We have noticed recently that more and more cases have a “cyber” element to them, so we thought we would share one recent experience with our clients and followers.
In one recent case, a client’s vessel was subjected to a virus introduced via Charterers’ cargo representative who went on board when the vessel was in port. It is not clear if the representative was knowingly involved and he may in fact have been a conduit, i.e. the virus may have been introduced to the USB stick by persons at the port. The virus was introduced via a USB stick which contained documents that were printed out via the ship’s computer/ printer. Those on the bridge were apparently unaware that this had been done and it was contrary to Owners’ standing instructions. The virus disabled certain IT systems on board which were pertinent to discharge.
The Owners retained specialist IT consultants to successfully reboot the systems and remove the virus but it took several days. The vessel was sent back to the anchorage and was unable to complete discharge until much later (intervening congestion was by then an issue). The vessel was put off-hire. There were a number of charters in place and Owners had also issued Bills of Lading for the cargo.
Our involvement was to advise whether Owners had any remedy in relation to the costs of removing the virus and as regards recovering the deducted hire. The governing charter was on the NYPE 1946 form but there was no BIMCO cyber security clause nor any other clause dealing with such an incident.
As regards off-hire, there was an interesting issue as to whether the introduction of a virus constituted “damage” to the machinery so as to trigger the off-hire clause and whether the words “or any other cause preventing the full working of the vessel” were wide enough to cover a virus if it was not similar to “damage”. The better view was that software on board would fall under “machinery or equipment” and that software corruption by a virus is “damage”. So, the view was that the vessel was probably off-hire. The more interesting issues, however, were whether Charterers could be said to be in breach by introducing the virus via their representative’s attendance and/or whether it could be said that Owners were negligent in not properly supervising Charterers’ representative and/or not preventing him from introducing a USB stick into the ship’s systems.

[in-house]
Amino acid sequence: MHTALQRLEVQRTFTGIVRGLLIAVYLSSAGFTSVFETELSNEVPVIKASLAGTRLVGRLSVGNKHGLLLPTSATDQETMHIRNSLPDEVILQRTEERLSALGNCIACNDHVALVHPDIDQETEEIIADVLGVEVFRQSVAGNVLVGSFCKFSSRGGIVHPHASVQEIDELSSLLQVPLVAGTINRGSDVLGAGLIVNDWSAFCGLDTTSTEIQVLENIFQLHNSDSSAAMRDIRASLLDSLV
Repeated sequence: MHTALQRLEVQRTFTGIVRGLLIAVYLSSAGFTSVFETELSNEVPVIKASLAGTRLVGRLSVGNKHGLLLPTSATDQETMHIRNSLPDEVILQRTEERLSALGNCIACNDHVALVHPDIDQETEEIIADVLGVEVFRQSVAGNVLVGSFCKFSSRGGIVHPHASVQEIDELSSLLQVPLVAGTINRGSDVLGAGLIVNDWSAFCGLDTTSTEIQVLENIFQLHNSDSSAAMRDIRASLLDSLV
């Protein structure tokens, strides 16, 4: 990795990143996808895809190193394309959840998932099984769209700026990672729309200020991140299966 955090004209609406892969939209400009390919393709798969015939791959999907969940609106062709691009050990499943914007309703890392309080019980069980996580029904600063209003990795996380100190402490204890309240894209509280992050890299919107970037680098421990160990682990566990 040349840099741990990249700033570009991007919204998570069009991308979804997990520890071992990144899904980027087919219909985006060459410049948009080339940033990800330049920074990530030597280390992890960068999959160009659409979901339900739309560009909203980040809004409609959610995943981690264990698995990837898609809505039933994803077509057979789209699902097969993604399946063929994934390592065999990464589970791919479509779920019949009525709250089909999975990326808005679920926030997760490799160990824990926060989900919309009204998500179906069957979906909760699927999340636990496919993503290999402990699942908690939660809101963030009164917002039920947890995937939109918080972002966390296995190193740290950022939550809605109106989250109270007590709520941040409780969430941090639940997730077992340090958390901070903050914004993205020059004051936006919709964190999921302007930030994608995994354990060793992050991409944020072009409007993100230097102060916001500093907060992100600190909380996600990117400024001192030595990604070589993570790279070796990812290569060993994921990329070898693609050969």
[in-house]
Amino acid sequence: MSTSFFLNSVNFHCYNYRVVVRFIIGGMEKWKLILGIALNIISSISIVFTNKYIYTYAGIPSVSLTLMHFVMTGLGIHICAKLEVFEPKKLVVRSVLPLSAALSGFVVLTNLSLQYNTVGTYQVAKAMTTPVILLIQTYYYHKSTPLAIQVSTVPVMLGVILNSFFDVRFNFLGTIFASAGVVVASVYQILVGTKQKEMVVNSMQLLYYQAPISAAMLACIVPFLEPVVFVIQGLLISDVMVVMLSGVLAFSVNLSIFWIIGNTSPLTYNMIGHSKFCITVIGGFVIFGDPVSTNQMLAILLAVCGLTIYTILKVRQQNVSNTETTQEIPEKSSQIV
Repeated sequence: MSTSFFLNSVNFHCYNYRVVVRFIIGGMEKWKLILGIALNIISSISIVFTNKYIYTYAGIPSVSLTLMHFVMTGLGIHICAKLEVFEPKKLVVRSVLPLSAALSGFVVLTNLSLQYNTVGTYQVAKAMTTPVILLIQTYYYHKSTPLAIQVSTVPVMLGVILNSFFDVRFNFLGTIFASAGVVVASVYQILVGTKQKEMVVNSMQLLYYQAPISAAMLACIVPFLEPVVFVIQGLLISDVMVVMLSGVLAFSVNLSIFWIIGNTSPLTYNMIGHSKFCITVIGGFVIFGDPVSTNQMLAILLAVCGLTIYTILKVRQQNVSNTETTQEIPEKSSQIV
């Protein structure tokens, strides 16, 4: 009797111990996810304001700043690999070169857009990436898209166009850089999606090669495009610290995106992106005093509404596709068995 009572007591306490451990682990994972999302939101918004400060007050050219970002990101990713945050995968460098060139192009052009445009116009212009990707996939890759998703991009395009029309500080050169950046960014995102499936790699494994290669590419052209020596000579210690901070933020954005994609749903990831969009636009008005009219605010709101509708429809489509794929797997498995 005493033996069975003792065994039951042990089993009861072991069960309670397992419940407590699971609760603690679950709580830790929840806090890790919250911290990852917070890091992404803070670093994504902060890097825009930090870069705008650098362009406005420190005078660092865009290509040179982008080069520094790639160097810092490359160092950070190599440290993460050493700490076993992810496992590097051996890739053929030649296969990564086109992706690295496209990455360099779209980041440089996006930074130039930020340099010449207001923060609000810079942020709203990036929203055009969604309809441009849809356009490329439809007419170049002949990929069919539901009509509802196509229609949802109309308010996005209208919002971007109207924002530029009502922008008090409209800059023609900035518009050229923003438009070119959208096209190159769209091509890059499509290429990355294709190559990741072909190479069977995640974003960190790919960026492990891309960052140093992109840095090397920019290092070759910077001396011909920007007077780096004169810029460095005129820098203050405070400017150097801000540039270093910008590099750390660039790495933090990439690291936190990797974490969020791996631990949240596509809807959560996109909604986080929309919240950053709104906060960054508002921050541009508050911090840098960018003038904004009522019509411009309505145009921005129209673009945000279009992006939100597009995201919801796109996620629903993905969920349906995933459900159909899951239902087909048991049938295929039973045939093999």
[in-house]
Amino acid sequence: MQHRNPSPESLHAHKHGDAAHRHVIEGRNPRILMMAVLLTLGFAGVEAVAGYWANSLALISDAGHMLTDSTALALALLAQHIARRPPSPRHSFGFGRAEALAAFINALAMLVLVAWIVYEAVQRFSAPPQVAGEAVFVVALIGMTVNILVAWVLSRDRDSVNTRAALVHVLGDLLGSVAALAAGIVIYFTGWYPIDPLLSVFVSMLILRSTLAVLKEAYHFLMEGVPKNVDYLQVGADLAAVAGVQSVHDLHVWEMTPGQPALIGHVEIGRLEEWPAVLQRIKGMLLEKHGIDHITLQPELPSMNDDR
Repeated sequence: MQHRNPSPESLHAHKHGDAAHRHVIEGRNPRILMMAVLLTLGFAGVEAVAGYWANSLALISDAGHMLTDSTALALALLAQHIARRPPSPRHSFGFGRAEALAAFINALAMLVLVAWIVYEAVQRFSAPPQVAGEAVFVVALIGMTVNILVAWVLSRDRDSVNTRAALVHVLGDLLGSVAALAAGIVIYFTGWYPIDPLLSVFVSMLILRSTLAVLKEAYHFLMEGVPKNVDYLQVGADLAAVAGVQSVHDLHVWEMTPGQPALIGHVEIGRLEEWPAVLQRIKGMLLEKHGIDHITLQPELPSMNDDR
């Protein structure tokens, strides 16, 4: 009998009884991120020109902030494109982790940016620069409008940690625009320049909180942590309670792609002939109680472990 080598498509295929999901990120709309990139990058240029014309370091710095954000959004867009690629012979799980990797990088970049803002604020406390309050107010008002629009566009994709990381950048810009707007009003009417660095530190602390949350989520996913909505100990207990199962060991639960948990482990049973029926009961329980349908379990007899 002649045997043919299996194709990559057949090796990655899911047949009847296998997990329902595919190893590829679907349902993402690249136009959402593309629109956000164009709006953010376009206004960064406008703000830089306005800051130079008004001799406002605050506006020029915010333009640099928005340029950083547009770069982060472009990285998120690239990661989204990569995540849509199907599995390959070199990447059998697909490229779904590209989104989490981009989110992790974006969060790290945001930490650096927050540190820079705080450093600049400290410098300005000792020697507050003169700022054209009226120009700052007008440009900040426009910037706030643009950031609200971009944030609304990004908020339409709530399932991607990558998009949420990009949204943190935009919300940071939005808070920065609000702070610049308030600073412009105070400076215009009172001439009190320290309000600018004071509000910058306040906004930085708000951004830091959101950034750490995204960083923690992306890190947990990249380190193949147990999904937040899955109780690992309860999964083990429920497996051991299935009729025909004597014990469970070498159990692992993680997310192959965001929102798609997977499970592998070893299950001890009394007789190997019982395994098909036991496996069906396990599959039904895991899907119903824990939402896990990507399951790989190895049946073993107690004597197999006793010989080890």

Absent any specific clauses dealing with such incidents, the focus was on the general indemnity in favour of Owners who are complying with Charterers’ lawful employment orders and/or the express clause which obliges Owners to allow a supercargo on to the vessel and furnish him with suitable accommodation. It was argued that the supercargo (either knowingly or unknowingly) wrongfully inserted a USB into the vessel’s computers and that Charterers ought to be liable for the consequences. In dealing with that, however, criticism was levelled at Owners as regards their supervision of Charterers’ representatives and their cyber security policy which, it was alleged, allowed the virus to propagate.
The case also produced some interesting spin-off questions, namely whether Owners might declare GA to cover the costs of dealing with the problem so as to complete discharge. Another issue was whether the IT consultants who attended could be said to be akin to salvors, albeit that in this case there was a contract in place and the vessel was in no immediate danger. However, if the situation had been more grave (say, for example, the ship’s navigation had been disabled), then salvage might have been a consideration.
The matter was eventually resolved by negotiation, but a number of real legal issues emerged. The direction of travel is towards increased automation in shipping, so we all need to be alive to cyber threats. BIMCO has gone some way towards dealing with this via their 2019 standard clause, but this is not (yet) in wide usage. Parties need to think about cyber risks when drafting their contracts and make sure that the risks are properly allocated. The 2019 standard clause also introduces the possibility of a limit of liability on the guilty party, although in this case it was apparent that the costs of dealing with such an issue can be very substantial indeed.